By closely observing this in vitro optic cup formation with a powerful fluorescence microscope, the researchers were able to characterize the details of invagination at various stages. Initially, the optical vesicles consisted exclusively of a single type of epithelial cell, but as the outermost edge of the vesicle flattened, indented and finally underwent full invagination, the cells formed distinct subpopulations that also closely resemble their counterparts in the naturally developing neural retina and RPE.

Sasai and colleagues determined that the earliest morphological changes in the vesicle appear to arise from pulling force generated by ‘motor proteins’ acting on microscopic filaments within the indenting epithelial cells. These motor proteins become less important as invagination proceeds in earnest; later stages instead appear to be powered by a pushing force generated by the physical expansion and active proliferation of cells within the developing retinal tissue.

All part of the program

To investigate the further subspecialization of neural retina layer cells, the researchers dissected their ESC-derived optic cups and cultured this cell layer independently. Within two weeks, these tissues had developed into highly stratified structures composed of a diverse array of extremely specialized cell types, each of which was spatially restricted to the appropriate level within the overall neural retina structure (Fig. 2). Aside from some minor differences, such as a relatively reduced population of color-sensing ‘cone’ photoreceptors, these in vitro-derived tissues were largely indistinguishable from a postnatal mouse retina.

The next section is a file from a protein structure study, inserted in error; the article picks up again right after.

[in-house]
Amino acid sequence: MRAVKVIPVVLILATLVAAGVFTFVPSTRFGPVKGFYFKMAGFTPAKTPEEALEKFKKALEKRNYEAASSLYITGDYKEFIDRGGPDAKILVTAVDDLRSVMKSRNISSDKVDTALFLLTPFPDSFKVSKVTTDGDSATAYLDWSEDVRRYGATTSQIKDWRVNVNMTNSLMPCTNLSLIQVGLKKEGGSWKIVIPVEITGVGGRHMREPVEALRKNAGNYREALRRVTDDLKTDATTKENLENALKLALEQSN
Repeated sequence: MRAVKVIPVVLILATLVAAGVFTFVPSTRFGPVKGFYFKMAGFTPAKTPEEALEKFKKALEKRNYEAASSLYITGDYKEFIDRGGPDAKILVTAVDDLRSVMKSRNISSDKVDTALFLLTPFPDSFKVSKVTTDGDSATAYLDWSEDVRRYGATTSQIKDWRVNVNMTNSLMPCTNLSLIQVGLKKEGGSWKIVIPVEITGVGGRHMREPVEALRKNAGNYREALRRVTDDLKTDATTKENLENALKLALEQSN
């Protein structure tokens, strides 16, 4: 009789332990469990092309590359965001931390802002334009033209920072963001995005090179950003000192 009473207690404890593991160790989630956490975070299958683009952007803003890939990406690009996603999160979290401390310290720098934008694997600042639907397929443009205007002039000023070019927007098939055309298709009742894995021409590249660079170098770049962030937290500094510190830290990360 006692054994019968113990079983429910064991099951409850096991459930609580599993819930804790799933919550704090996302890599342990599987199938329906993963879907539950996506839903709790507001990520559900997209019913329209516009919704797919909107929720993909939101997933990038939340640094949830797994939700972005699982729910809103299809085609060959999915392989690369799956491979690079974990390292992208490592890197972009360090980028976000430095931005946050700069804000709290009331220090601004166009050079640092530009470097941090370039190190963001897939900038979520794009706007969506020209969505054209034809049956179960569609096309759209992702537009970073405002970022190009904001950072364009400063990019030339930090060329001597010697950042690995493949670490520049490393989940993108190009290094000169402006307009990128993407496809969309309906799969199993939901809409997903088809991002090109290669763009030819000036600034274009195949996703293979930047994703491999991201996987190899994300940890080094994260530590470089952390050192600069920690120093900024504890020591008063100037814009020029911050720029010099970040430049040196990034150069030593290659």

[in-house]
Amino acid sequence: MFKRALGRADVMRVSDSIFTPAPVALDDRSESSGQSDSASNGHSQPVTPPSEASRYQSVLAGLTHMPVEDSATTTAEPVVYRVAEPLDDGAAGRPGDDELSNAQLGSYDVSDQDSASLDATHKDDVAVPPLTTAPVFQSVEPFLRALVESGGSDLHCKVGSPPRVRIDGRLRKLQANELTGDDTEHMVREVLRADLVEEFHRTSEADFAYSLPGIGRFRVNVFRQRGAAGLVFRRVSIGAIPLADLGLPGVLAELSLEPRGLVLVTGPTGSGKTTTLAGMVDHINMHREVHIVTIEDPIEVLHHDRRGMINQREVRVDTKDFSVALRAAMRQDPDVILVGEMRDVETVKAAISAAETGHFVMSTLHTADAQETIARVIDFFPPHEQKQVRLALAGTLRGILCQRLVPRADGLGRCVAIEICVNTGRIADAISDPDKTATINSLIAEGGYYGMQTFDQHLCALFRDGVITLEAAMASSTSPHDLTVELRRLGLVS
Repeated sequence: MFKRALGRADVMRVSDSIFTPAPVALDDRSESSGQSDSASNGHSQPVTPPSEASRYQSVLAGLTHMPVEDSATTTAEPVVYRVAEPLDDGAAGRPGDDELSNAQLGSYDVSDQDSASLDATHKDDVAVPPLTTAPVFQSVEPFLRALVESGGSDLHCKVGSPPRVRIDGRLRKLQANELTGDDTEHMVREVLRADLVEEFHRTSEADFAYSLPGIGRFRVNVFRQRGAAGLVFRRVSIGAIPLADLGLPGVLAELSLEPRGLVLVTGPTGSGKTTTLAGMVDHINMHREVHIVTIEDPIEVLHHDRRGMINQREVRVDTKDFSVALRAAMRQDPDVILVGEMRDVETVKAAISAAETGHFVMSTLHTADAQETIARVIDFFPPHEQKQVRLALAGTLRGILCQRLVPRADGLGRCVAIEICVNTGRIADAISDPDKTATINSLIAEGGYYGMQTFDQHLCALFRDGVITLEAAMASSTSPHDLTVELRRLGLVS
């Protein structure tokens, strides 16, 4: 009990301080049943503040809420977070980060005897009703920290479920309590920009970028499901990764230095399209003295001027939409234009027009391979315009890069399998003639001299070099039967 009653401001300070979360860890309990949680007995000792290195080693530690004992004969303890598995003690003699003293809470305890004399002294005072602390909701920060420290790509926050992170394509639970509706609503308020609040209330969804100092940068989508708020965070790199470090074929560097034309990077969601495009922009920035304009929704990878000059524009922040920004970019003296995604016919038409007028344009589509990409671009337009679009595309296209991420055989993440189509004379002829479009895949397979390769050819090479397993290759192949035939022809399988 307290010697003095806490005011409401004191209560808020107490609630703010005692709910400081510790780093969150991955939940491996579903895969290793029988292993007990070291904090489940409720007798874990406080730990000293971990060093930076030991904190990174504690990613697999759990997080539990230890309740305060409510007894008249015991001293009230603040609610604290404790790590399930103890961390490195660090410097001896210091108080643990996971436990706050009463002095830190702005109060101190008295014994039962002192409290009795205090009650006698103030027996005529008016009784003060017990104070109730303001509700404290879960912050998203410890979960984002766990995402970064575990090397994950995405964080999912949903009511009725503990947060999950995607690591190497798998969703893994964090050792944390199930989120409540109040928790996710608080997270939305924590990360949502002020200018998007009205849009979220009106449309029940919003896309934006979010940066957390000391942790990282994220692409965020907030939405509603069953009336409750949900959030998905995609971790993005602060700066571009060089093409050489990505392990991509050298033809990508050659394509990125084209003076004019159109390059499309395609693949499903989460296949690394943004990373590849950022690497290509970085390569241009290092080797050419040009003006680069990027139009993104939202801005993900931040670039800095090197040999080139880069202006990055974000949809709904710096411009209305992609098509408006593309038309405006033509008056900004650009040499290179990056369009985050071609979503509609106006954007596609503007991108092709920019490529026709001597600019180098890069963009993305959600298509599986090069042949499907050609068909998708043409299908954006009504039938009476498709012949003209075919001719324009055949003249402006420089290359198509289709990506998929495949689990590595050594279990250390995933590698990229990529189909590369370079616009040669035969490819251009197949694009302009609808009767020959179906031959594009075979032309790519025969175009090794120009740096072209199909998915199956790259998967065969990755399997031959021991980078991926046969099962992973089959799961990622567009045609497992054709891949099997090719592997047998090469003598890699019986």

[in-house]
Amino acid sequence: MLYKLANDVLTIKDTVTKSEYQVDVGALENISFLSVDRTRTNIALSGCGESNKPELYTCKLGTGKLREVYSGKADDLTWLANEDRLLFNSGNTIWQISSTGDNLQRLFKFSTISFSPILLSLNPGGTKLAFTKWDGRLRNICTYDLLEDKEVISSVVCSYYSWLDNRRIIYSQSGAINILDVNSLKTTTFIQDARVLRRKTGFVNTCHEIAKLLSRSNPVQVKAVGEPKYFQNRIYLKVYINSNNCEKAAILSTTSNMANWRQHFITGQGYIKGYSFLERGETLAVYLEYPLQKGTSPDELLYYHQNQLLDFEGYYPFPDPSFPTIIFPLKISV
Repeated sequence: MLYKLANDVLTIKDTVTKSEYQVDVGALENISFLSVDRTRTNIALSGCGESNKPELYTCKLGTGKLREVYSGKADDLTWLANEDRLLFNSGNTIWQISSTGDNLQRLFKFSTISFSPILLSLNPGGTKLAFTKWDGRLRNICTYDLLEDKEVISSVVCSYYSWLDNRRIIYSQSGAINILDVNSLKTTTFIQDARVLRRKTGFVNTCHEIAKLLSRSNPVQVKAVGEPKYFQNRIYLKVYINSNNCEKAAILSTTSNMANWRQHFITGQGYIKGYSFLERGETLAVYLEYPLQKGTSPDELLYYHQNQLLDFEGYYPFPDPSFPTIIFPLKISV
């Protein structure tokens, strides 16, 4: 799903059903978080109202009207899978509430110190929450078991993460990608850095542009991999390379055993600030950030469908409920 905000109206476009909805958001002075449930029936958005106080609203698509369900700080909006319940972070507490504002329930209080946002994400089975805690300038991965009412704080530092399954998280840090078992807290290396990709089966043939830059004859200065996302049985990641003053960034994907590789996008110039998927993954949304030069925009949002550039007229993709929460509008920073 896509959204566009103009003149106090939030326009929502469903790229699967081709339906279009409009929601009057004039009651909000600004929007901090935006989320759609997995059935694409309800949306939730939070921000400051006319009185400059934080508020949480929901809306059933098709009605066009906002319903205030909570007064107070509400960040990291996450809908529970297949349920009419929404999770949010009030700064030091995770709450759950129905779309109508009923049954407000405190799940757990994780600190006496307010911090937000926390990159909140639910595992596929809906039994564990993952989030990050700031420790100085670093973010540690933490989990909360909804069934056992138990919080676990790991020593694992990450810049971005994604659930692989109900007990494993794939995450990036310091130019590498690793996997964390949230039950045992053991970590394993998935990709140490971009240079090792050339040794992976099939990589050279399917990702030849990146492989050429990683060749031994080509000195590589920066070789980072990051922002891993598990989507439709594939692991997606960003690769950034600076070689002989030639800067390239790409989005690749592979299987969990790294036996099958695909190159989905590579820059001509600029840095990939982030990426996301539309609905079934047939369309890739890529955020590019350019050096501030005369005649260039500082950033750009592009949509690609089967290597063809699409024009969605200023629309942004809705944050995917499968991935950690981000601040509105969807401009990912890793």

In spite of Spemann’s historic predictions of retinal self-organization, Sasai admits that he and his colleagues were surprised by the extent to which such a complex organ can form in the absence of external guidance. “This means that the cells fated to become the retina have a latent, intrinsic order that allows them to form such an elaborate tissue structure by following an internal program,” he says.

Further studies will be required to determine whether these ESC-derived retinas retain full functional capacity in terms of light-sensing and signal transmission, and whether they might be used to repair retinal damage in animal models. If they pass these and other tests, such engineered tissues could prove invaluable as material for transplantation in the treatment of a variety of eye diseases.

This work may also offer useful starting points for investigating similar ‘internal programs’ that might underlie the autonomous development of stem cell populations into other complex tissues, including the elaborate and heterogeneous structures that comprise the brain. “We are now analyzing the mechanism of self-driven morphogenesis at the cellular and molecular level,” says Sasai, “and we ultimately hope to incorporate these pieces of information into a three-dimensional computer simulation.”

Reference:

Eiraku, M., Takata, N., Ishibashi, H., Kawada, M., Sakakura, E., Okuda, S., Sekiguchi, K., Adachi, T. & Sasai, Y. Self-organizing optic-cup morphogenesis in three-dimensional culture. Nature 472, 51–56 (2011).

Eiraku, M., Watanabe, K., Matsuo-Takasaki, M., Kawada, M., Yonemura, S., Matsumura, M., Wataya, T., Nishiyama, A., Muguruma, K. & Sasai, Y. Self-organized formation of polarized cortical tissues from ESCs and its active manipulation by extrinsic signals. Cell Stem Cell 3, 519–532 (2008).